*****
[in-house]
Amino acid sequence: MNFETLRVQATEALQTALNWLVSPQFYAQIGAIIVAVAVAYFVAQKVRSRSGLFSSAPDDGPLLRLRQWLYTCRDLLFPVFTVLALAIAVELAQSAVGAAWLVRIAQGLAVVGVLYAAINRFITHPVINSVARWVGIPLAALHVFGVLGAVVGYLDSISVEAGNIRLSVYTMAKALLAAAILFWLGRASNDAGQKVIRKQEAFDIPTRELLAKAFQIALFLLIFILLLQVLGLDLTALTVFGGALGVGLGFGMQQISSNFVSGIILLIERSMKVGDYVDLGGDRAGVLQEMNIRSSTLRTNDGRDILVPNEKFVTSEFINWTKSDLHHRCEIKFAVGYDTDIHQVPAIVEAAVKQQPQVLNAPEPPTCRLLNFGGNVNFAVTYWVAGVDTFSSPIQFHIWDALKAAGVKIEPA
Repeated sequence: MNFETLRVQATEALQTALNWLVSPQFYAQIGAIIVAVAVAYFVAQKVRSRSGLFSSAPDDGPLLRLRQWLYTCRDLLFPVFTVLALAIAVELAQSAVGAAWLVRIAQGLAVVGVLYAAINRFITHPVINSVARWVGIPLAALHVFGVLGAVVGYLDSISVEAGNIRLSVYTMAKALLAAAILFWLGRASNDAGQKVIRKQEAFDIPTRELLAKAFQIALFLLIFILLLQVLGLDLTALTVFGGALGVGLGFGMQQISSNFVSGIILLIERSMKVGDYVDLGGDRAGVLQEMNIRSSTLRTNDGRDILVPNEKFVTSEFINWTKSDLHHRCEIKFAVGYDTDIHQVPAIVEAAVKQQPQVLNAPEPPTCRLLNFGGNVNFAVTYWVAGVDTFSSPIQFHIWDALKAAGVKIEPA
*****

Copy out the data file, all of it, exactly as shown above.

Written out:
[in-house]
Amino acid sequence: MNFETLRVQATEALQTALNWLVSPQFYAQIGAIIVAVAVAYFVAQKVRSRSGLFSSAPDDGPLLRLRQWLYTCRDLLFPVFTVLALAIAVELAQSAVGAAWLVRIAQGLAVVGVLYAAINRFITHPVINSVARWVGIPLAALHVFGVLGAVVGYLDSISVEAGNIRLSVYTMAKALLAAAILFWLGRASNDAGQKVIRKQEAFDIPTRELLAKAFQIALFLLIFILLLQVLGLDLTALTVFGGALGVGLGFGMQQISSNFVSGIILLIERSMKVGDYVDLGGDRAGVLQEMNIRSSTLRTNDGRDILVPNEKFVTSEFINWTKSDLHHRCEIKFAVGYDTDIHQVPAIVEAAVKQQPQVLNAPEPPTCRLLNFGGNVNFAVTYWVAGVDTFSSPIQFHIWDALKAAGVKIEPA
Repeated sequence: MNFETLRVQATEALQTALNWLVSPQFYAQIGAIIVAVAVAYFVAQKVRSRSGLFSSAPDDGPLLRLRQWLYTCRDLLFPVFTVLALAIAVELAQSAVGAAWLVRIAQGLAVVGVLYAAINRFITHPVINSVARWVGIPLAALHVFGVLGAVVGYLDSISVEAGNIRLSVYTMAKALLAAAILFWLGRASNDAGQKVIRKQEAFDIPTRELLAKAFQIALFLLIFILLLQVLGLDLTALTVFGGALGVGLGFGMQQISSNFVSGIILLIERSMKVGDYVDLGGDRAGVLQEMNIRSSTLRTNDGRDILVPNEKFVTSEFINWTKSDLHHRCEIKFAVGYDTDIHQVPAIVEAAVKQQPQVLNAPEPPTCRLLNFGGNVNFAVTYWVAGVDTFSSPIQFHIWDALKAAGVKIEPA